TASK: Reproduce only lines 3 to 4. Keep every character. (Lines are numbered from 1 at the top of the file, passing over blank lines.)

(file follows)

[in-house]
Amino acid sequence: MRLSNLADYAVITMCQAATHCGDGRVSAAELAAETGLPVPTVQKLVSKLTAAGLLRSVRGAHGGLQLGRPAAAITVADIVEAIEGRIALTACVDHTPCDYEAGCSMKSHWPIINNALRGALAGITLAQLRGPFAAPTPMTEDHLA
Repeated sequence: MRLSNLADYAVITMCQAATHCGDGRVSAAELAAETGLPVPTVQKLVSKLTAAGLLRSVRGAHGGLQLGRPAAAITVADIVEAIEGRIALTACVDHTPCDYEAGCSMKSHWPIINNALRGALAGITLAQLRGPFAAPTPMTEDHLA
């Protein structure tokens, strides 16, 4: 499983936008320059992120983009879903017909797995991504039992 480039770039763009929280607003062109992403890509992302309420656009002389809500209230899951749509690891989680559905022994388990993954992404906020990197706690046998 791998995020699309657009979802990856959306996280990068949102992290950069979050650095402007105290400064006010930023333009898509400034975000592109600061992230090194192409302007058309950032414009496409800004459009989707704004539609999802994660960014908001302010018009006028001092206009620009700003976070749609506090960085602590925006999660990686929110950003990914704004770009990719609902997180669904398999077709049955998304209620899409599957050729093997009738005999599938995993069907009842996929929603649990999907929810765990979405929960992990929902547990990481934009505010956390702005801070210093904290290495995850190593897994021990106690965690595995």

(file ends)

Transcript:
Repeated sequence: MRLSNLADYAVITMCQAATHCGDGRVSAAELAAETGLPVPTVQKLVSKLTAAGLLRSVRGAHGGLQLGRPAAAITVADIVEAIEGRIALTACVDHTPCDYEAGCSMKSHWPIINNALRGALAGITLAQLRGPFAAPTPMTEDHLA
């Protein structure tokens, strides 16, 4: 499983936008320059992120983009879903017909797995991504039992 480039770039763009929280607003062109992403890509992302309420656009002389809500209230899951749509690891989680559905022994388990993954992404906020990197706690046998 791998995020699309657009979802990856959306996280990068949102992290950069979050650095402007105290400064006010930023333009898509400034975000592109600061992230090194192409302007058309950032414009496409800004459009989707704004539609999802994660960014908001302010018009006028001092206009620009700003976070749609506090960085602590925006999660990686929110950003990914704004770009990719609902997180669904398999077709049955998304209620899409599957050729093997009738005999599938995993069907009842996929929603649990999907929810765990979405929960992990929902547990990481934009505010956390702005801070210093904290290495995850190593897994021990106690965690595995």